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Busbee, Jacques (Born James Littlejohn Busbee)

by George W. Troxler, 1979

20 May 1870–21 May 1947

Self-portrait of Jacques Busbee, 1930. Image from the North Carolina Museum of History.Jacques (Born James Littlejohn Busbee) Busbee, artist and reviver of Jugtown Pottery, was born in Raleigh, the son of Charles Manly and Lydia Littlejohn Busbee. Busbee prepared for a career as an artist. After graduation from Horner Military Academy in Oxford, he studied at the National Academy of Design, the Art Students' League, and the Chase School, all in New York, and for a time painted portraits and landscapes. Some of his work is owned by the North Carolina Museum of History.

On 3 Nov. 1910 he married Juliana Royster of Raleigh, who had studied photography in New York and would be his partner in the revival of Moore County pottery. In 1915 the Busbees were living in Raleigh, where Jacques supplemented his income as a portrait painter by writing and lecturing on topics related to North Carolina and art. In 1915 a long-standing interest in locating local potters was revived when Mrs. Busbee discovered an orange glaze pie plate while serving as a judge at the Davidson County Fair. The Busbees returned to New York in 1916; their collection of North Carolina pottery aroused the interest of art experts, who encouraged them to market the pottery. In May 1917 the Busbees went to the northwestern part of Moore County around Seagrove in search of local potters. They found the pottery industry languishing; prohibition had restricted the sale of their most marketable product, and only a few older potters continued the trade. The Busbees scanned the area, collecting old ware and information about early potters. They found that English Staffordshire potters had settled in the area about 1740, and they amassed a large collection of local pottery. Although the local potters were descendants of these Staffordshire potters, they had modified the traditional patterns and glazes.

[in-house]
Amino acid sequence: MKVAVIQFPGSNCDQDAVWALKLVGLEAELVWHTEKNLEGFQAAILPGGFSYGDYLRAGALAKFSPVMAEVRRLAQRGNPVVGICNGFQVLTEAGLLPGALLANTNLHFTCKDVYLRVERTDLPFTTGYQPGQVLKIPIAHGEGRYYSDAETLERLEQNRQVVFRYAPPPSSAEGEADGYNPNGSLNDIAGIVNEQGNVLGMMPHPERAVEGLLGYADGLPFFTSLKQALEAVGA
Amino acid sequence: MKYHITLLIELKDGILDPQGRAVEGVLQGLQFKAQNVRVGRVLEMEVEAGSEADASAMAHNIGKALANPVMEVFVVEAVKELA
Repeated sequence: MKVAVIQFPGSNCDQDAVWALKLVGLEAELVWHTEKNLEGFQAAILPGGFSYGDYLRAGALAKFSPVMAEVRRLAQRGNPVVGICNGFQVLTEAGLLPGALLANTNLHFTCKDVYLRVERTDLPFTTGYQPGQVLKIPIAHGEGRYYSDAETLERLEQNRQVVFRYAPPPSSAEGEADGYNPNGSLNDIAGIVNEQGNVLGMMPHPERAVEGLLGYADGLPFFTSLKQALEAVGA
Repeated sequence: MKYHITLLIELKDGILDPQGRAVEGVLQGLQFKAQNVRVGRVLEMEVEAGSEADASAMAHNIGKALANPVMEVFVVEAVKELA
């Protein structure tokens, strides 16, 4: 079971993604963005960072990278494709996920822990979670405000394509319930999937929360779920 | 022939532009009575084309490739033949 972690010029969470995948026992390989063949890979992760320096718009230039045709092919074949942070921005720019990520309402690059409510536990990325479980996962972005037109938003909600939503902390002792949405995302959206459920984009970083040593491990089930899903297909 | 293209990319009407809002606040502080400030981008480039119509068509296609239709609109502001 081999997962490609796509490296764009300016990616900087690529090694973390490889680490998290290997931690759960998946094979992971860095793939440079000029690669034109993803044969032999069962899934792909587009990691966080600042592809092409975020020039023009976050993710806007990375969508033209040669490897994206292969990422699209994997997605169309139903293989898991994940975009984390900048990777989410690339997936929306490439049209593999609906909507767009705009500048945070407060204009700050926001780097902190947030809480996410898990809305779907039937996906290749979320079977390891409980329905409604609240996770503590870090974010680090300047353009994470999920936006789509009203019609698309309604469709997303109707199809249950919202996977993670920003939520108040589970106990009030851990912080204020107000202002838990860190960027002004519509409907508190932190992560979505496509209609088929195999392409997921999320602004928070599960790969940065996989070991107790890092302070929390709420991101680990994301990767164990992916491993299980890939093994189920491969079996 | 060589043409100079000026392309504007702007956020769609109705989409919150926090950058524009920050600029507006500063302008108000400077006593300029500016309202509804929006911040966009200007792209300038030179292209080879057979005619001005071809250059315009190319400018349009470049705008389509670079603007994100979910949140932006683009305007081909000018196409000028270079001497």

The Busbees saw their task as twofold: to develop a market for the pottery and to encourage the potters to produce more marketable and traditional ware, rather than imitations of dime store ware. To develop a market, Mrs. Busbee opened a tea room, the Village Store, in Greenwich Village, where pottery and other handicrafts could be introduced to the New York market. The southern cooking and unique atmosphere insured the success of the restaurant, and by 1926 there was a sufficient market for North Carolina pottery for Mrs. Busbee to sell the Village Store and join her husband at Jugtown.

Dining room of the Busbee's home, named Jugtown, 1952. Image from the North Carolina Museum of History.While his wife was in New York, Jacques Busbee spent most of his time in Moore County obtaining pottery for market. He gave the first orders to the established potters and supervised the shipment of their goods to New York. Busbee found it difficult to persuade the potters to return to the older styles. In 1921, in order to have a greater control over design, he built the potter's shop to be known as Jugtown, between Seagrove and Robbins. He hired young potters who would more easily accept his art training and his insistence on traditional shapes and glazes. Several of his potters later established their own potteries. Ben Owen, who came to Jugtown in 1923, remained until after Busbee's death in 1947. Jacques Busbee was not himself a potter; he saw his role as that of teaching art form to the skilled potters and assisting in developing formulas for the glazes.